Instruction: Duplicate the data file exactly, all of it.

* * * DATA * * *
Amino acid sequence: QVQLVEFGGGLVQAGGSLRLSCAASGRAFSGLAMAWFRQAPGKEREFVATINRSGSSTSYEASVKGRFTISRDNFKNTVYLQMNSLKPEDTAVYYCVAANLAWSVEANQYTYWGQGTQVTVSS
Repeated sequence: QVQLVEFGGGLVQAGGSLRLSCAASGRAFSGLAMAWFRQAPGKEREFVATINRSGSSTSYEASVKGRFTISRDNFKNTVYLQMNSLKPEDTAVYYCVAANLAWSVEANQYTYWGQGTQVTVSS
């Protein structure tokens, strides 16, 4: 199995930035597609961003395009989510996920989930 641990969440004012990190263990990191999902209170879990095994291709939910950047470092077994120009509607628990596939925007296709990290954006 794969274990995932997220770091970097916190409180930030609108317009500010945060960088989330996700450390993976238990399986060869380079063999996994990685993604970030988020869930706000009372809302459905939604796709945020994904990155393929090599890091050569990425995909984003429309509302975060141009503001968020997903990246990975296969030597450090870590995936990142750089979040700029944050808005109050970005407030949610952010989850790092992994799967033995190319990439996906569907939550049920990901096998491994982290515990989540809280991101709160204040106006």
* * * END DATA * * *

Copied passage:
Amino acid sequence: QVQLVEFGGGLVQAGGSLRLSCAASGRAFSGLAMAWFRQAPGKEREFVATINRSGSSTSYEASVKGRFTISRDNFKNTVYLQMNSLKPEDTAVYYCVAANLAWSVEANQYTYWGQGTQVTVSS
Repeated sequence: QVQLVEFGGGLVQAGGSLRLSCAASGRAFSGLAMAWFRQAPGKEREFVATINRSGSSTSYEASVKGRFTISRDNFKNTVYLQMNSLKPEDTAVYYCVAANLAWSVEANQYTYWGQGTQVTVSS
């Protein structure tokens, strides 16, 4: 199995930035597609961003395009989510996920989930 641990969440004012990190263990990191999902209170879990095994291709939910950047470092077994120009509607628990596939925007296709990290954006 794969274990995932997220770091970097916190409180930030609108317009500010945060960088989330996700450390993976238990399986060869380079063999996994990685993604970030988020869930706000009372809302459905939604796709945020994904990155393929090599890091050569990425995909984003429309509302975060141009503001968020997903990246990975296969030597450090870590995936990142750089979040700029944050808005109050970005407030949610952010989850790092992994799967033995190319990439996906569907939550049920990901096998491994982290515990989540809280991101709160204040106006």